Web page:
The Ten Commandments of NFL DFS
10 Commandments of NFL Daily Fantasy Sports
I’m not a pro at Daily Fantasy Sports or anything like that, in fact last season was my first full year of NFL DFS. Heck it wasn’t even a full year as I made my first deposit until week 5. As a newb last year I made every rookie mistake that can be made by someone who played a lot of season long fantasy and thought he knew what he was doing. And by every, I mean EVERY…. I quickly found out that DFS is not easy, but if you know what you’re doing you can have fun and maybe even make a few dollars. Maybe…
Since I’m not overly fond of losing money (and I was losing money my first couple of weeks) I decided to educate myself. I read everything I could about DFS from a variety of sources. I was a pretty quick study though, and my initial deposit on Fan Duel of $50 had grown to over $2000 by the end of the season and I had branched out into Draft Kings and a couple of other sites, where I made more rookie mistakes. Still, my total bankroll was about $2500 across various sites by season’s end, and I managed to grow it a bit during NBA and MLB as well.
So in an effort to help a new season of newbs not make the same mistakes I did (I’m philanthropic that way) I put together this list. Experienced players probably won’t need this (since you’re still here and not busted and disgusted) but all you young-uns, pull up a chair and let Uncle Infantryboys tell you a thing or two.
1. Know The Scoring System
I know this one sounds like a complete “no brainer” but it’s amazing the number of players who really don’t know their sites’ scoring system. How can anyone properly select their players if they don’t know what kind of stats get them points? Yet there they are, picking who they think the “best players” for the week and then wondering why they aren’t cashing.
Sites like Fan Duel have pretty straight forward scoring systems. You get .1 point for every rushing and receiving yard, .025 for every passing yard, 6 points for a rushing/receiving TD, 4 points for a passing TD, etc. FD is also a half PPR site, players get .5 point for every catch they make, etc. Other sites have very different scoring systems. For example Draft Kings awards milestone points for 100 yards rushing, 100 yards receiving and 300 yards passing with a full point awarded for each completion.
Add to these scoring differences the fact that different sites have line up comprised of different positions (some have flex positions, some don’t have kickers and/or defenses) and you can see how your line ups on different sites might look completely different. If you’re playing on different sites, don’t try to shoehorn the same line up into every site. It just doesn’t work. Tailor your line ups to each site’s specific scoring system.
The bottom line here is that if you aren’t completely familiar with the scoring system you’re working with, you’re playing with a severe handicap. You might luck into some wins, but long term you’re going to lose your bankroll. Before filling out your first line up, take the time to completely familiarize yourself with your site’s scoring system. It will be time well spent.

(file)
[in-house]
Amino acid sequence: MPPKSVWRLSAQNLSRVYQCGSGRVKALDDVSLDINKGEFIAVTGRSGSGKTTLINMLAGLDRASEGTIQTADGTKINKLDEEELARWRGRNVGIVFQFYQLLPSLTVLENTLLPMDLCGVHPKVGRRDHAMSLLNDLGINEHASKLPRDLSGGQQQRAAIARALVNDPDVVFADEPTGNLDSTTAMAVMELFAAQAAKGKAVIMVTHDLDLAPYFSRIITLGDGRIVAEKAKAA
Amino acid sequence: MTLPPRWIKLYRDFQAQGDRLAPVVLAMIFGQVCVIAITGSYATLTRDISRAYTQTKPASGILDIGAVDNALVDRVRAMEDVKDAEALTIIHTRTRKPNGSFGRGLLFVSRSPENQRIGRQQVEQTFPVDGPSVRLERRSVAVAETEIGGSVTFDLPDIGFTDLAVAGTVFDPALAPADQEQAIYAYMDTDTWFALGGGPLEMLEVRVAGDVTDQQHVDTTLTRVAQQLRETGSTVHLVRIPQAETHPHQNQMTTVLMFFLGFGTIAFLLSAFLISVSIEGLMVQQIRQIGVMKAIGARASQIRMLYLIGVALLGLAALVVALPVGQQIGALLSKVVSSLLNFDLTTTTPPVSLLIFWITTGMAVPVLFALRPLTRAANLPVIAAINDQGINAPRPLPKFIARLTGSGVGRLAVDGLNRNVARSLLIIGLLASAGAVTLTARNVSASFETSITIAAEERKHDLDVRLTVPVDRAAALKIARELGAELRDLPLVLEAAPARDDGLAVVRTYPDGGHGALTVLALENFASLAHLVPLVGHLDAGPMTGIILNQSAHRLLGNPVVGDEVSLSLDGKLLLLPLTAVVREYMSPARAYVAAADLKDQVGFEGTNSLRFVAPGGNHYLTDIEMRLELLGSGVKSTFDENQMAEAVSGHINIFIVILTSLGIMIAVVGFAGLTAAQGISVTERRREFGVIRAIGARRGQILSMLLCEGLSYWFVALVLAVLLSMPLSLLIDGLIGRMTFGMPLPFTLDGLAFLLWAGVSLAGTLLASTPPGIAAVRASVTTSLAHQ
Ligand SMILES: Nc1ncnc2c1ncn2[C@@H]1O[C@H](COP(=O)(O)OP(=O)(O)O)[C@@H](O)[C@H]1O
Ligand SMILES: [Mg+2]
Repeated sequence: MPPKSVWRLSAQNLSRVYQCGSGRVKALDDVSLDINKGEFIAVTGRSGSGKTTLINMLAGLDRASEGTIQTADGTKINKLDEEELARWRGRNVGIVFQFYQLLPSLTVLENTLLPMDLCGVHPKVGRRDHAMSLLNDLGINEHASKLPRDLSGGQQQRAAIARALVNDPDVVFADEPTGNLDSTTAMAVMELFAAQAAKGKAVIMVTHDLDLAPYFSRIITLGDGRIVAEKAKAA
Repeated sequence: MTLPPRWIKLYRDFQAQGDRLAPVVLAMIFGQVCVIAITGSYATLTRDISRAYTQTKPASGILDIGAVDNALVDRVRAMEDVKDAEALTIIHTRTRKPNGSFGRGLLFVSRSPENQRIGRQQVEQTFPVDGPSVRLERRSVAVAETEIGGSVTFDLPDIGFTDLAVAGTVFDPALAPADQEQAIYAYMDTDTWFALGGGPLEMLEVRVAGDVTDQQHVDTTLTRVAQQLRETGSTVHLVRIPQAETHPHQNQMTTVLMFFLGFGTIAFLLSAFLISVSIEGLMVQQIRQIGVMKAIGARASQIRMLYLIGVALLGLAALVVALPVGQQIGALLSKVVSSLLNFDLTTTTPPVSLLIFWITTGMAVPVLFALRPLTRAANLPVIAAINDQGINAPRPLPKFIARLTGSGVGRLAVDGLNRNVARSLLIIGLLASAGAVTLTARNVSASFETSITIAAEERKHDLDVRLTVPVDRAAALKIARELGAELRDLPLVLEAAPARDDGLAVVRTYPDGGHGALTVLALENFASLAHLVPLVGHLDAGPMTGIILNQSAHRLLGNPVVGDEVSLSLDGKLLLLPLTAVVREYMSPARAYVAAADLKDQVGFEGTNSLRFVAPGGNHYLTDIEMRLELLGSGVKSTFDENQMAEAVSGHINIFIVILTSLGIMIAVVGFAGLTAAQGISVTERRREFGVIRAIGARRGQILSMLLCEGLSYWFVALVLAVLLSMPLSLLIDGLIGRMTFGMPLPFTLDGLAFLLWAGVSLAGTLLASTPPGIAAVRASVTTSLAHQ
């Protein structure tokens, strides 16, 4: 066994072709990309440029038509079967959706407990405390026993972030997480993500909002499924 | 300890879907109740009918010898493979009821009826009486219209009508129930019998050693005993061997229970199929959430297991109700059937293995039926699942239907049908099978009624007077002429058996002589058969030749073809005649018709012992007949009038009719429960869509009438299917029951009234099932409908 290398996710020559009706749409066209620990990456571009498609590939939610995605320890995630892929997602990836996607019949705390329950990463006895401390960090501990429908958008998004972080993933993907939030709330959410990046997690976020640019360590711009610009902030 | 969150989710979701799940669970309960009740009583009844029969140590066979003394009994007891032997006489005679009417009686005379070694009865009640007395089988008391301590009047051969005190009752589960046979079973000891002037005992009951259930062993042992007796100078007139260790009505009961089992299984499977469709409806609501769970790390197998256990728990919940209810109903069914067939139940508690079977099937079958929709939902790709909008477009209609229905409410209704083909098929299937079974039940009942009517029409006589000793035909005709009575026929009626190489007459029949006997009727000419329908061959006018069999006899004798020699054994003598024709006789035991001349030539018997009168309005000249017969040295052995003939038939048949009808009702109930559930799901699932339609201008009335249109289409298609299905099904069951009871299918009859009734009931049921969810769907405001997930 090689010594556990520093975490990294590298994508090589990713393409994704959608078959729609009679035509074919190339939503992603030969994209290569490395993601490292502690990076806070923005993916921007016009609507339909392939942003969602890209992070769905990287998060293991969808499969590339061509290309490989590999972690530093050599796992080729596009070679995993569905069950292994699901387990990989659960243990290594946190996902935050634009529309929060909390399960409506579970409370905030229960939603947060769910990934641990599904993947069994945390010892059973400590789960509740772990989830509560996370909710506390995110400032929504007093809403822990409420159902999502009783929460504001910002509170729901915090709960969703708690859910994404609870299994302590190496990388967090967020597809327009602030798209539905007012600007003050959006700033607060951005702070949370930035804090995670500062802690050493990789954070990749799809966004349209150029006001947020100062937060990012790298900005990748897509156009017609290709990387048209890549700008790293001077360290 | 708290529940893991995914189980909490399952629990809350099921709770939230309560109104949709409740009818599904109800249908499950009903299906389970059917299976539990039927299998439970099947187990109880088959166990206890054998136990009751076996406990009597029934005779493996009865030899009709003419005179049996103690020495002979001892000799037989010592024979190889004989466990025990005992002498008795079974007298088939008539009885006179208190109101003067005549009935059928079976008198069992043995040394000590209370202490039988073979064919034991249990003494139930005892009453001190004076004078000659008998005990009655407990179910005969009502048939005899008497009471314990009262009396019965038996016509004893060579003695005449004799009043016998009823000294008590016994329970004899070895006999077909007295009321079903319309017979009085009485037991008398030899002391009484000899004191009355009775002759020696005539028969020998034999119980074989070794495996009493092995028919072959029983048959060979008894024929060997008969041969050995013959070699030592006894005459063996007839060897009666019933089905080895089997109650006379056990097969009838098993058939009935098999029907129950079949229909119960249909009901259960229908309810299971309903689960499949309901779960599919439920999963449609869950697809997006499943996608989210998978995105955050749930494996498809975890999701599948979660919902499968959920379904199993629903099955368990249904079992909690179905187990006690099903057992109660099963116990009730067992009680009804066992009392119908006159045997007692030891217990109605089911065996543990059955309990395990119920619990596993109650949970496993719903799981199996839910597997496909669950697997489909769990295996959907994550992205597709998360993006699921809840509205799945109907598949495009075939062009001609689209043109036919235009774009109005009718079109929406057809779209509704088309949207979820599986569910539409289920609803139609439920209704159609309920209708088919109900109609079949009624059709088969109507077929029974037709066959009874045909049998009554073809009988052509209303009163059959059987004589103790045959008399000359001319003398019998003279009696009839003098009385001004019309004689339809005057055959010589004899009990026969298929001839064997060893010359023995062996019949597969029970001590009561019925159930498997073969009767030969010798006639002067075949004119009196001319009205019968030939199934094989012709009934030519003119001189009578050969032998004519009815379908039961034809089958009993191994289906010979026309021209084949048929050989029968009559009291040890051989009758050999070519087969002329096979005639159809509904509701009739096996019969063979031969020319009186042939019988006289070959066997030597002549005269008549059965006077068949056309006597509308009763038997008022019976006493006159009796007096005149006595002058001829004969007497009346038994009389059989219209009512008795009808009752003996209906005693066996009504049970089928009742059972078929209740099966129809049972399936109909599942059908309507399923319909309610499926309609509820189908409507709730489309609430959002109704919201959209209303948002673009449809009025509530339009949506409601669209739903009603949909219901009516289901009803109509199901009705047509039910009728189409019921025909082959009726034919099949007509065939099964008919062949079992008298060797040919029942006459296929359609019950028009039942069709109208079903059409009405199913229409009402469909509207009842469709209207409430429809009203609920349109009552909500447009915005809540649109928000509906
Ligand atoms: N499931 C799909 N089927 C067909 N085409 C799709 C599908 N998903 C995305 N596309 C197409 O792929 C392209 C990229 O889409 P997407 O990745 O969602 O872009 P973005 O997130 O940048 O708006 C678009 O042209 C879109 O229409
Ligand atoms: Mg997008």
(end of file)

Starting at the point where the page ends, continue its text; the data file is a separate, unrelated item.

2. Know Your Contests
Now that you’ve familiarized yourself with your site’s scoring system, the next thing you’ll notice when you enter the lobby is the vast array of contests available to you. Even though it may seem like there are an almost limitless variety of contests all of them boil down to one of two types: cash games and GPPs (guaranteed prize pools). In cash games (50/50s, double-ups and head to head) you only have to be in the top 45-50% to win, where as in GPPs you have to be in the top 15-20% to win money and in the top 2% to win and serious money.
Cash games are all about finding players with high “floors,” or minimum expected performances, and fitting them in under the salary cap. Players with high floors are usually the guys who don’t have huge games but usually don’t have bad games, either. Receivers who catch a lot of passes, but don’t have high yards per catch totals, or running backs who get a lot of carries but aren’t break away threats, are examples of players with high floors. Target these players in your cash games and safely avoid the boom or bust guys.
In GPPs, finishing in the 30th percentile will do you no good, so you have to be much more daring when constructing your line ups. Therefore you’ll want to target players with high “ceilings” in GPPs or players that have the ability to have big games. Often times these are boom or bust sort of players, but if they bust, oh well, finishing in the 25th percentile does you as much good as finishing in the 95th. Typically you’ll want to target players with high upside, who may not get as many chances in games as your GPP targets (WRs with high yards per reception but not as many receptions, break away runners, etc.)
Typically I’ll build one cash game line up and two or three GPP line ups. Others play almost exclusively cash games while other do the opposite and play only GPPs. Find out what types of contests best suit you, there really isn’t a right or wrong here. Just do yourself one favor here, always put your cash line up in a GPP. If it explodes and you finish first in a 500 man $5 double-up, you’ll still only win that $5, whereas it could have won you several hundred in even a $1 GPP. Believe me, if this happens to you, it’ll haunt you for a while.
Check back Monday for the second installment.